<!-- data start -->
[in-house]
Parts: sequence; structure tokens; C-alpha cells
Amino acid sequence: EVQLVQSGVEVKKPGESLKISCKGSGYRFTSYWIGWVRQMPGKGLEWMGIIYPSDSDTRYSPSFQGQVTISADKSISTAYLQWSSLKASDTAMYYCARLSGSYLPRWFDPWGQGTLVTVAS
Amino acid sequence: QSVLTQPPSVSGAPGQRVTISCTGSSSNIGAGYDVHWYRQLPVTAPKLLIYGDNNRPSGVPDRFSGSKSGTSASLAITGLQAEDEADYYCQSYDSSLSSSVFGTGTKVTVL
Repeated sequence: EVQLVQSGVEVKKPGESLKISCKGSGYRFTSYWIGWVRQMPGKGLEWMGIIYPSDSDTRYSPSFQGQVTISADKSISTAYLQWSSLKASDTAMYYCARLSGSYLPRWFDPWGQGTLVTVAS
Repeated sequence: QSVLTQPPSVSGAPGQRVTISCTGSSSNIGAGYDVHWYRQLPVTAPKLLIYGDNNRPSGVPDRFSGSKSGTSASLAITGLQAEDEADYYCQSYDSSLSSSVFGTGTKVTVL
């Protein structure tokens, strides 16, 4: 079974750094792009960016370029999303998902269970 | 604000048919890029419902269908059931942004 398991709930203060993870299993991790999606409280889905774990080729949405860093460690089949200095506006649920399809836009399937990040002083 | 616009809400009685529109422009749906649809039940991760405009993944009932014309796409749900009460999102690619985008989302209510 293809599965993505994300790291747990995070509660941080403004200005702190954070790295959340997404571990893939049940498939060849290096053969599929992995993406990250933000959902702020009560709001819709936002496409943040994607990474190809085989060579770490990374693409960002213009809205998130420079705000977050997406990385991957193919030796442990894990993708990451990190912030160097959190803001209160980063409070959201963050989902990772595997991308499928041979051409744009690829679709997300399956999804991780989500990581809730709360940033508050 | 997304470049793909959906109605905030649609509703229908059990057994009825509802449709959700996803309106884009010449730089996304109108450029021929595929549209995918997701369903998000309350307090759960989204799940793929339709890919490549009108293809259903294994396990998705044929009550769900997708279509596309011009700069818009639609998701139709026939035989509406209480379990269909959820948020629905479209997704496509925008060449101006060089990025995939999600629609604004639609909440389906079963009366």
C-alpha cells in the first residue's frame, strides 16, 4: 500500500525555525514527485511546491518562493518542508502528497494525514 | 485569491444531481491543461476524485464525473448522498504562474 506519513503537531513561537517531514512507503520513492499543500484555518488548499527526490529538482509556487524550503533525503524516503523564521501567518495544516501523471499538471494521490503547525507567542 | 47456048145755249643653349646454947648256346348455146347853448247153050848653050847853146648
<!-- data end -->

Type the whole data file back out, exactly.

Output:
[in-house]
Parts: sequence; structure tokens; C-alpha cells
Amino acid sequence: EVQLVQSGVEVKKPGESLKISCKGSGYRFTSYWIGWVRQMPGKGLEWMGIIYPSDSDTRYSPSFQGQVTISADKSISTAYLQWSSLKASDTAMYYCARLSGSYLPRWFDPWGQGTLVTVAS
Amino acid sequence: QSVLTQPPSVSGAPGQRVTISCTGSSSNIGAGYDVHWYRQLPVTAPKLLIYGDNNRPSGVPDRFSGSKSGTSASLAITGLQAEDEADYYCQSYDSSLSSSVFGTGTKVTVL
Repeated sequence: EVQLVQSGVEVKKPGESLKISCKGSGYRFTSYWIGWVRQMPGKGLEWMGIIYPSDSDTRYSPSFQGQVTISADKSISTAYLQWSSLKASDTAMYYCARLSGSYLPRWFDPWGQGTLVTVAS
Repeated sequence: QSVLTQPPSVSGAPGQRVTISCTGSSSNIGAGYDVHWYRQLPVTAPKLLIYGDNNRPSGVPDRFSGSKSGTSASLAITGLQAEDEADYYCQSYDSSLSSSVFGTGTKVTVL
């Protein structure tokens, strides 16, 4: 079974750094792009960016370029999303998902269970 | 604000048919890029419902269908059931942004 398991709930203060993870299993991790999606409280889905774990080729949405860093460690089949200095506006649920399809836009399937990040002083 | 616009809400009685529109422009749906649809039940991760405009993944009932014309796409749900009460999102690619985008989302209510 293809599965993505994300790291747990995070509660941080403004200005702190954070790295959340997404571990893939049940498939060849290096053969599929992995993406990250933000959902702020009560709001819709936002496409943040994607990474190809085989060579770490990374693409960002213009809205998130420079705000977050997406990385991957193919030796442990894990993708990451990190912030160097959190803001209160980063409070959201963050989902990772595997991308499928041979051409744009690829679709997300399956999804991780989500990581809730709360940033508050 | 997304470049793909959906109605905030649609509703229908059990057994009825509802449709959700996803309106884009010449730089996304109108450029021929595929549209995918997701369903998000309350307090759960989204799940793929339709890919490549009108293809259903294994396990998705044929009550769900997708279509596309011009700069818009639609998701139709026939035989509406209480379990269909959820948020629905479209997704496509925008060449101006060089990025995939999600629609604004639609909440389906079963009366």
C-alpha cells in the first residue's frame, strides 16, 4: 500500500525555525514527485511546491518562493518542508502528497494525514 | 485569491444531481491543461476524485464525473448522498504562474 506519513503537531513561537517531514512507503520513492499543500484555518488548499527526490529538482509556487524550503533525503524516503523564521501567518495544516501523471499538471494521490503547525507567542 | 47456048145755249643653349646454947648256346348455146347853448247153050848653050847853146648